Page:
We have all worked with Windows at some time . It is the operating system par excellence of computers. However, the passage of the years has been in favor of free developments, as is the case with Linux. Although its followers number in the tens of thousands, Windows is still the leader. Despite the incompatibilities with the rest of the systems, since we cannot read the EXT format in Windows.
In terms of storage, Windows is also very present. Its NTFS and even FAT32 formats are the order of the day. However, there are many that use other operating systems, with which Microsoft’s is not usually compatible. The most direct case is that of Mac, whose storage units are not in harmony.
But not only those of Apple are far from being according to Windows, but hard drives with Linux format cannot be read in Windows either. The distributions of this free operating system have formats such as EXT2, EXT3 or ETX4, among others. From less to more, these options have been improved to add better records or increase the storage limit.
But again, the problem lies in compatibility. If we want to use these Linux hard drives in Windows, we cannot do it just by connecting them to our computer. And that Linux is one of the safest and most up-to-date operating systems.
We must use the perfect software for this, so we have to know the best programs to take advantage of EXT drives in Windows. If we work with Windows and Linux together, these programs are a great solution.
How to read and write EXT drives in Windows
First of all, the most important thing is to know if our Linux unit has an EXT2, EXT3 or EXT4 format . If checking it in the properties of this, from a computer, reaffirms this configuration, we can use one of the following programs to read it in Windows.
Our first selected tool is free and one of the most interesting. We do not define it as a program, since it is not as such. Rather, it is a component that is installed on our computer and that allows us to read and write to drives with EXT2, EXT3 and EXT4 format almost natively.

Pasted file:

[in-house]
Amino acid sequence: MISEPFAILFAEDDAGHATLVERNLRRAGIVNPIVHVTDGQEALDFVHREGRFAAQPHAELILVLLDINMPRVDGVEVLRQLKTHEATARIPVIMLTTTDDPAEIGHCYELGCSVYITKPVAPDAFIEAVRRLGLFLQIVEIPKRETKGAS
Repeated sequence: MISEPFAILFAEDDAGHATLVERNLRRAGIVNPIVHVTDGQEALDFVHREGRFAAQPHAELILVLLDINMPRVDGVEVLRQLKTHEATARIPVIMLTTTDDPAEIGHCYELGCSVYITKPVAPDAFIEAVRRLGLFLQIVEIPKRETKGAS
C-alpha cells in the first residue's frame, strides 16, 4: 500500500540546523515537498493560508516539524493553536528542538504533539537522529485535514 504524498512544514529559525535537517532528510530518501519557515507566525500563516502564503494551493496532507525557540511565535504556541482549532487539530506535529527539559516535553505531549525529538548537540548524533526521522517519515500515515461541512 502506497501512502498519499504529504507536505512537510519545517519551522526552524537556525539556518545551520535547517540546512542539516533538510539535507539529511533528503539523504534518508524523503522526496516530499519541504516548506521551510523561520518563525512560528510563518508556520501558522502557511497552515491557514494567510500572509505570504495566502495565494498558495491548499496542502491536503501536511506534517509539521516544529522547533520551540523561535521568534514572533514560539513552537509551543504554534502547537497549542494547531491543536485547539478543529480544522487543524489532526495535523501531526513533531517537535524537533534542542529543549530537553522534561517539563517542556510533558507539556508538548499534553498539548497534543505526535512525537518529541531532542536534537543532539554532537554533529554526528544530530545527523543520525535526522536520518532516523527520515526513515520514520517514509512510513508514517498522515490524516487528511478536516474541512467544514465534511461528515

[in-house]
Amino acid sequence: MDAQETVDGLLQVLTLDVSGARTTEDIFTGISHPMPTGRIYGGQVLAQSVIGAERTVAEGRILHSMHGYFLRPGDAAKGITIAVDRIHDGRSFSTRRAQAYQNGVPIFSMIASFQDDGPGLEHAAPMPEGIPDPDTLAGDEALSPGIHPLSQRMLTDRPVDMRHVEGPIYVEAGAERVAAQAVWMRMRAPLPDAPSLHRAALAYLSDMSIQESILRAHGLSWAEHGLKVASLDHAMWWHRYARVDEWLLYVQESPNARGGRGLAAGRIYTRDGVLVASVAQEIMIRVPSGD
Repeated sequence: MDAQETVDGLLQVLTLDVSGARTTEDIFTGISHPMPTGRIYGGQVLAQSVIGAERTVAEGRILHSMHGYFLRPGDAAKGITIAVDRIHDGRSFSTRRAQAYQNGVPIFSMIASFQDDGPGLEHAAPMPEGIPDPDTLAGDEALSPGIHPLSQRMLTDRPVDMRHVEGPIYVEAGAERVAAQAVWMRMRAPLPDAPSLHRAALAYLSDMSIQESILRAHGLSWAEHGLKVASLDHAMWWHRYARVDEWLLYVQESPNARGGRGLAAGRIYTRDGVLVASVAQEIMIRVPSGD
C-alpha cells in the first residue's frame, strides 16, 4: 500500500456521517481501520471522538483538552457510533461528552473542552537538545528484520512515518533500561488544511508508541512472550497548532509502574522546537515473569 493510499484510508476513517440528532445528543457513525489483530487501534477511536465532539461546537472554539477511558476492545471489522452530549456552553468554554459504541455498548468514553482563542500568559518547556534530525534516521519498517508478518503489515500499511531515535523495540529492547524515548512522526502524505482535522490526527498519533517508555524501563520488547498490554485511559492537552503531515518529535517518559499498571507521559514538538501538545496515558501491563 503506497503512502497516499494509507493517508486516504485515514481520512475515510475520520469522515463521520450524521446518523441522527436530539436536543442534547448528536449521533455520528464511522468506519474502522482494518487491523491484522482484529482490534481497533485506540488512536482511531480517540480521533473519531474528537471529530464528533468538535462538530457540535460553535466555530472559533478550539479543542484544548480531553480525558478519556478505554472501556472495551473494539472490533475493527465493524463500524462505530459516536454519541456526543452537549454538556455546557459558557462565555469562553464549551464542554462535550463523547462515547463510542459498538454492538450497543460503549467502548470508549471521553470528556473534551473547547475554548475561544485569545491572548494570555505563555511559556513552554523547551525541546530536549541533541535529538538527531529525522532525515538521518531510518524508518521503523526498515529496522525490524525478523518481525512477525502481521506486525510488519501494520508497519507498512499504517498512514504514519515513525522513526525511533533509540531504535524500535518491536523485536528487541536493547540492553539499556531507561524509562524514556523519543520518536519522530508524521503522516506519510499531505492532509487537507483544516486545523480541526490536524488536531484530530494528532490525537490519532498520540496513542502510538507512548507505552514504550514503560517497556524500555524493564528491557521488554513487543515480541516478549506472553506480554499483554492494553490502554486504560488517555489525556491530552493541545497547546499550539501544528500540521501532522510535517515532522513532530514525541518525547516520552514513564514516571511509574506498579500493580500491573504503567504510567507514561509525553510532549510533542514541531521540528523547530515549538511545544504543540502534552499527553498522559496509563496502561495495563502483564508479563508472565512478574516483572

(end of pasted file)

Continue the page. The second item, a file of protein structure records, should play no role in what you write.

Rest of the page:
Its latest version, 0.69, added support for the recent EXT4 drives , so that virtually all Linux drives will be compatible with Windows thanks to this feature. Thus, it is possible to read and write all the data on these types of storage devices and even start them from the Windows computer as soon as they are connected, as if they were Microsoft’s own formats.
We can download the tool from the developer’s official website .
With this program, its creator just wanted to make it easier to read and download the data from our Linux drives in Windows. It is a free source code tool and its developer has allowed an important advantage over the rest: it is portable .
To start it, we only need to download the code files and the executable. The latter must be in the same folder as the rest of the files. We must start the program with administrator permissions and, once we have done so, the system will recognize all EXT units connected to Windows.
We can download the program from the developer’s official blog .
Linux File Systems for Windows
Paragon’s development as a solution to storage compatibility issues is always up to the task. In this case, its tool is the best on the list, with very intuitive and powerful features that will allow us to read Linux EXT drives in our Windows.